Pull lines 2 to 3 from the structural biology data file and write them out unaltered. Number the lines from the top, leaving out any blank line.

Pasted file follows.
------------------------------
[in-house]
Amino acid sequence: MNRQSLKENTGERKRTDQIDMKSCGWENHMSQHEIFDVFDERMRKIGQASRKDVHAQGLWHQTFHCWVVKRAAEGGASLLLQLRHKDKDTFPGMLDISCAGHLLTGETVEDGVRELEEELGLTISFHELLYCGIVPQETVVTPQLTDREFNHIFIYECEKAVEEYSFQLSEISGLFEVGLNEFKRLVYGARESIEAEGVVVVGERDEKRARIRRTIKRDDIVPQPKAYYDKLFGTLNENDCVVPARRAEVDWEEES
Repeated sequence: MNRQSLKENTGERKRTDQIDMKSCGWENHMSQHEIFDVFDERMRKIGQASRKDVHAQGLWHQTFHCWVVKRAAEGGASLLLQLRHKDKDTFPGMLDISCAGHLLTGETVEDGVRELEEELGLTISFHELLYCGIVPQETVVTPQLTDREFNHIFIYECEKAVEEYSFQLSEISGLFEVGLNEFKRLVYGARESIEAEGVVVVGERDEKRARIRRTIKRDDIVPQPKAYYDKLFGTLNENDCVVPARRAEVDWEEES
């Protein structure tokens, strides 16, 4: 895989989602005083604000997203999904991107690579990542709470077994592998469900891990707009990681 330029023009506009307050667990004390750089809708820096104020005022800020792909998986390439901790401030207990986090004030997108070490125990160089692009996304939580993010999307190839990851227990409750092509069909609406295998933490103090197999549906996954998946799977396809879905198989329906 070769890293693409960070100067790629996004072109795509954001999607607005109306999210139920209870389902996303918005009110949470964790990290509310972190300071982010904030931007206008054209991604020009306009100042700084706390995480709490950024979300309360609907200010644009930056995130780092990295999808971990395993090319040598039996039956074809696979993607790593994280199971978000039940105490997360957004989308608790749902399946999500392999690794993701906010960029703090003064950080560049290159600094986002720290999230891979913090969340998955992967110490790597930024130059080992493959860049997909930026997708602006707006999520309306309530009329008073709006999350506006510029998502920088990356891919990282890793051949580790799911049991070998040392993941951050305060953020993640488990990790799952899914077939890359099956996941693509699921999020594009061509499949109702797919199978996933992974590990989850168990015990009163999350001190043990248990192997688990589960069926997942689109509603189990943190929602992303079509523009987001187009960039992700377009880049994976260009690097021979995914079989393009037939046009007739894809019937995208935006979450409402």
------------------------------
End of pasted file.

Amino acid sequence: MNRQSLKENTGERKRTDQIDMKSCGWENHMSQHEIFDVFDERMRKIGQASRKDVHAQGLWHQTFHCWVVKRAAEGGASLLLQLRHKDKDTFPGMLDISCAGHLLTGETVEDGVRELEEELGLTISFHELLYCGIVPQETVVTPQLTDREFNHIFIYECEKAVEEYSFQLSEISGLFEVGLNEFKRLVYGARESIEAEGVVVVGERDEKRARIRRTIKRDDIVPQPKAYYDKLFGTLNENDCVVPARRAEVDWEEES
Repeated sequence: MNRQSLKENTGERKRTDQIDMKSCGWENHMSQHEIFDVFDERMRKIGQASRKDVHAQGLWHQTFHCWVVKRAAEGGASLLLQLRHKDKDTFPGMLDISCAGHLLTGETVEDGVRELEEELGLTISFHELLYCGIVPQETVVTPQLTDREFNHIFIYECEKAVEEYSFQLSEISGLFEVGLNEFKRLVYGARESIEAEGVVVVGERDEKRARIRRTIKRDDIVPQPKAYYDKLFGTLNENDCVVPARRAEVDWEEES